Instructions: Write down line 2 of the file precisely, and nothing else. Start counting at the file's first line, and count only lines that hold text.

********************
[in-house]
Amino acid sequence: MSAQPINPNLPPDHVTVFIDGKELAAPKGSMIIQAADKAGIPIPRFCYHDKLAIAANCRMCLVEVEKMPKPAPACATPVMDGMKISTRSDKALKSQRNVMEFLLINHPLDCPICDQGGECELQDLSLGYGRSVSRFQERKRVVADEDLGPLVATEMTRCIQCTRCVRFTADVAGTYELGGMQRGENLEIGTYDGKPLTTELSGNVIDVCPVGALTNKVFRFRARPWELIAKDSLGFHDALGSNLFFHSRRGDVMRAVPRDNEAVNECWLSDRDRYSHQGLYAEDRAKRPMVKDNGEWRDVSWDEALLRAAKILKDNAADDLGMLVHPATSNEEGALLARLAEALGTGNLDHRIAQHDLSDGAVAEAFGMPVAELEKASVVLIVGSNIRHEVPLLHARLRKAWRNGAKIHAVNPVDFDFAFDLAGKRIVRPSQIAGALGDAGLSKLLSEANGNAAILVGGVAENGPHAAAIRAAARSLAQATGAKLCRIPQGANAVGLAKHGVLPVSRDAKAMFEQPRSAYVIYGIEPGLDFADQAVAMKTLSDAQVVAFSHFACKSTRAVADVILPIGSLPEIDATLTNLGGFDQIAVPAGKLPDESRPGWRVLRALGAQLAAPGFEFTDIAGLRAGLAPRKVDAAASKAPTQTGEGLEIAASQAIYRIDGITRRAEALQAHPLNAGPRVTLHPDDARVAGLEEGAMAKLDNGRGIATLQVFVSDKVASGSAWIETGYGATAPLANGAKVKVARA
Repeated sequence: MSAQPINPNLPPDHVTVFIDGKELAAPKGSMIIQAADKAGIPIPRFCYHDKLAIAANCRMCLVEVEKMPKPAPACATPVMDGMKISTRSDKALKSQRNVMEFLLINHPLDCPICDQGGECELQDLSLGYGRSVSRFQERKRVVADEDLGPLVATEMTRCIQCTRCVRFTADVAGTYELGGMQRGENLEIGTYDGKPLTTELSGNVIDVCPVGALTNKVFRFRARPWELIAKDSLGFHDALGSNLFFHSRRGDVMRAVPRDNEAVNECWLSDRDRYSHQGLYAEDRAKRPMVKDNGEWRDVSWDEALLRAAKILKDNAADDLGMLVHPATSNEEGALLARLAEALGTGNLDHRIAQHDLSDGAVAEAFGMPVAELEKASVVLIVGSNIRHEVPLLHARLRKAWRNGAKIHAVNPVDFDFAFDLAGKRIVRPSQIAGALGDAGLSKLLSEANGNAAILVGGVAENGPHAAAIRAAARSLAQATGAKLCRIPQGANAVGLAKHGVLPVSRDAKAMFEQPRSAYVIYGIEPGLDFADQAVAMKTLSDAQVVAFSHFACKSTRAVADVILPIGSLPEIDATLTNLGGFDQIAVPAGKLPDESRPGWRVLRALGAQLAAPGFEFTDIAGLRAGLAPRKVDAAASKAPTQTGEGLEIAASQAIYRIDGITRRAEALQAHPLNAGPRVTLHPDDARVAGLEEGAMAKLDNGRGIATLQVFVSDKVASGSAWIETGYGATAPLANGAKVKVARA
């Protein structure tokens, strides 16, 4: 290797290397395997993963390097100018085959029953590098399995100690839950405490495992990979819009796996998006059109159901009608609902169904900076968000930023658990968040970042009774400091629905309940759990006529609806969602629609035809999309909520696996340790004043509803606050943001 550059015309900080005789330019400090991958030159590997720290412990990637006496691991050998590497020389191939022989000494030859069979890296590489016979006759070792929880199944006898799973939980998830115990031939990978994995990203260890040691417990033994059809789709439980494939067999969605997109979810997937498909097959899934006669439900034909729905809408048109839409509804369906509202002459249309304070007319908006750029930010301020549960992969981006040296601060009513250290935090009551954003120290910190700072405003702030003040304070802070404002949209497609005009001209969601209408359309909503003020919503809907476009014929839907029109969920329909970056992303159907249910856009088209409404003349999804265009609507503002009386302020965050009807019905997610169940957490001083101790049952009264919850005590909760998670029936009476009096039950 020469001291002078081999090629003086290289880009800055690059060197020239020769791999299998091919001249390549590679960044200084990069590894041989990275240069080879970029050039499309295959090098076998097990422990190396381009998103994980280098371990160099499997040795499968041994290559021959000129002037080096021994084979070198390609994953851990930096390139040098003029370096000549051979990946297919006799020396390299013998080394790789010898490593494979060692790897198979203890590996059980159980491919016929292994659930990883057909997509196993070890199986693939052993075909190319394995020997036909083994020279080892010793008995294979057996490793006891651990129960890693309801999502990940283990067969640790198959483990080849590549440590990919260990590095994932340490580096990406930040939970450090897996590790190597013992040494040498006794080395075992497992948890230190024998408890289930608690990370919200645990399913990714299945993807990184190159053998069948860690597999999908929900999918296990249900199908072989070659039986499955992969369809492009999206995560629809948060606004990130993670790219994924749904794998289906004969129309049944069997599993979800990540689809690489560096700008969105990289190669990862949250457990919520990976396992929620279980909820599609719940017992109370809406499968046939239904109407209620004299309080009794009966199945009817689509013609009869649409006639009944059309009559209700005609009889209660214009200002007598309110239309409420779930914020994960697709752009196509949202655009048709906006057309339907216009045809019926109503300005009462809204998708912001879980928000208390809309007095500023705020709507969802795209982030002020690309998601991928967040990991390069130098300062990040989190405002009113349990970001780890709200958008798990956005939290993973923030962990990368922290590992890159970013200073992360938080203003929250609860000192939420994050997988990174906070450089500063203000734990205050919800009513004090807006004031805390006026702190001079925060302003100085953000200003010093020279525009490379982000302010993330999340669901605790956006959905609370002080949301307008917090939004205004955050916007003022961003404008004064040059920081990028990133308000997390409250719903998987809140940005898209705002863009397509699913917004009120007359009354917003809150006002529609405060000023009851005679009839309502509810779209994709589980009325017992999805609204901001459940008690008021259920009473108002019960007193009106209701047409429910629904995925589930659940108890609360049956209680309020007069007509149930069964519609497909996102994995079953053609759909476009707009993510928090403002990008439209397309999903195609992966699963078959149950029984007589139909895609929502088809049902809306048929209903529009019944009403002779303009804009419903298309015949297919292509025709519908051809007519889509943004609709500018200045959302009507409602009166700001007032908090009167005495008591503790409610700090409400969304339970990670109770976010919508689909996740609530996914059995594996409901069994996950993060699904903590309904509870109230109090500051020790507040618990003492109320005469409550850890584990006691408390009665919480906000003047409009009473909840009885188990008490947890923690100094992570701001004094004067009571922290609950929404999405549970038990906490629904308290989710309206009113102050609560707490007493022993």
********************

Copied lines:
Amino acid sequence: MSAQPINPNLPPDHVTVFIDGKELAAPKGSMIIQAADKAGIPIPRFCYHDKLAIAANCRMCLVEVEKMPKPAPACATPVMDGMKISTRSDKALKSQRNVMEFLLINHPLDCPICDQGGECELQDLSLGYGRSVSRFQERKRVVADEDLGPLVATEMTRCIQCTRCVRFTADVAGTYELGGMQRGENLEIGTYDGKPLTTELSGNVIDVCPVGALTNKVFRFRARPWELIAKDSLGFHDALGSNLFFHSRRGDVMRAVPRDNEAVNECWLSDRDRYSHQGLYAEDRAKRPMVKDNGEWRDVSWDEALLRAAKILKDNAADDLGMLVHPATSNEEGALLARLAEALGTGNLDHRIAQHDLSDGAVAEAFGMPVAELEKASVVLIVGSNIRHEVPLLHARLRKAWRNGAKIHAVNPVDFDFAFDLAGKRIVRPSQIAGALGDAGLSKLLSEANGNAAILVGGVAENGPHAAAIRAAARSLAQATGAKLCRIPQGANAVGLAKHGVLPVSRDAKAMFEQPRSAYVIYGIEPGLDFADQAVAMKTLSDAQVVAFSHFACKSTRAVADVILPIGSLPEIDATLTNLGGFDQIAVPAGKLPDESRPGWRVLRALGAQLAAPGFEFTDIAGLRAGLAPRKVDAAASKAPTQTGEGLEIAASQAIYRIDGITRRAEALQAHPLNAGPRVTLHPDDARVAGLEEGAMAKLDNGRGIATLQVFVSDKVASGSAWIETGYGATAPLANGAKVKVARA